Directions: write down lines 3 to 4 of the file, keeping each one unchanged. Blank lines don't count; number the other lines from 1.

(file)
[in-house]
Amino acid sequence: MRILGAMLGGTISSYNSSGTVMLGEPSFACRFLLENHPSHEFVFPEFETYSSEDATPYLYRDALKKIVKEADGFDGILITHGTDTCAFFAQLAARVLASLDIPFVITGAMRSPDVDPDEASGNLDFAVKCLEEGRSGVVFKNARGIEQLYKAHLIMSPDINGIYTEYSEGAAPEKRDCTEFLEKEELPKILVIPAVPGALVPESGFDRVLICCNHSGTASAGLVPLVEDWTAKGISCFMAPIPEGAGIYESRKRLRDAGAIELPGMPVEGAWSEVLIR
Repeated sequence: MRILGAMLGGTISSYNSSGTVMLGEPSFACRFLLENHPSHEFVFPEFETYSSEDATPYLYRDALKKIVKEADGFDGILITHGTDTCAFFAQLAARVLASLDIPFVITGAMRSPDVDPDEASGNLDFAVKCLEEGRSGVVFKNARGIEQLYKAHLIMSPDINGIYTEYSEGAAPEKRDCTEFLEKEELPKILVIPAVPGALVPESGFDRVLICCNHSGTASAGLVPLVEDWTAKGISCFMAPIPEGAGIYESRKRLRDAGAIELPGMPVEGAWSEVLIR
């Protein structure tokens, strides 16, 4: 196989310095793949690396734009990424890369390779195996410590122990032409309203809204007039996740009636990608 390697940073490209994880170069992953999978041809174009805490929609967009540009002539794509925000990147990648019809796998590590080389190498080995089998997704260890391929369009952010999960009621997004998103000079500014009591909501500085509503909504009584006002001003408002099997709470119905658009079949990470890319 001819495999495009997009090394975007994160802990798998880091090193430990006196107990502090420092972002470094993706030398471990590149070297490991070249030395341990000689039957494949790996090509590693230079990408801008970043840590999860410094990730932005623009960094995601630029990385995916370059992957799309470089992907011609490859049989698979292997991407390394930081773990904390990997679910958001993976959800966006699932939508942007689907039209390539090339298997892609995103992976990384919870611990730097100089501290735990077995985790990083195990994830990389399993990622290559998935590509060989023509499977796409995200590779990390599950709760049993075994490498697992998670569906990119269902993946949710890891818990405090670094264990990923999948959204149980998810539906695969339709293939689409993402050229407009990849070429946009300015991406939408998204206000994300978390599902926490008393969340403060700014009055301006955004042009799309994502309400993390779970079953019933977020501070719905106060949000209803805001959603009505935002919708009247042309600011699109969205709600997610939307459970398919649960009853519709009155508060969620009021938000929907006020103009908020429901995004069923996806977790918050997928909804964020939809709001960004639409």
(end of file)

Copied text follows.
Repeated sequence: MRILGAMLGGTISSYNSSGTVMLGEPSFACRFLLENHPSHEFVFPEFETYSSEDATPYLYRDALKKIVKEADGFDGILITHGTDTCAFFAQLAARVLASLDIPFVITGAMRSPDVDPDEASGNLDFAVKCLEEGRSGVVFKNARGIEQLYKAHLIMSPDINGIYTEYSEGAAPEKRDCTEFLEKEELPKILVIPAVPGALVPESGFDRVLICCNHSGTASAGLVPLVEDWTAKGISCFMAPIPEGAGIYESRKRLRDAGAIELPGMPVEGAWSEVLIR
């Protein structure tokens, strides 16, 4: 196989310095793949690396734009990424890369390779195996410590122990032409309203809204007039996740009636990608 390697940073490209994880170069992953999978041809174009805490929609967009540009002539794509925000990147990648019809796998590590080389190498080995089998997704260890391929369009952010999960009621997004998103000079500014009591909501500085509503909504009584006002001003408002099997709470119905658009079949990470890319 001819495999495009997009090394975007994160802990798998880091090193430990006196107990502090420092972002470094993706030398471990590149070297490991070249030395341990000689039957494949790996090509590693230079990408801008970043840590999860410094990730932005623009960094995601630029990385995916370059992957799309470089992907011609490859049989698979292997991407390394930081773990904390990997679910958001993976959800966006699932939508942007689907039209390539090339298997892609995103992976990384919870611990730097100089501290735990077995985790990083195990994830990389399993990622290559998935590509060989023509499977796409995200590779990390599950709760049993075994490498697992998670569906990119269902993946949710890891818990405090670094264990990923999948959204149980998810539906695969339709293939689409993402050229407009990849070429946009300015991406939408998204206000994300978390599902926490008393969340403060700014009055301006955004042009799309994502309400993390779970079953019933977020501070719905106060949000209803805001959603009505935002919708009247042309600011699109969205709600997610939307459970398919649960009853519709009155508060969620009021938000929907006020103009908020429901995004069923996806977790918050997928909804964020939809709001960004639409």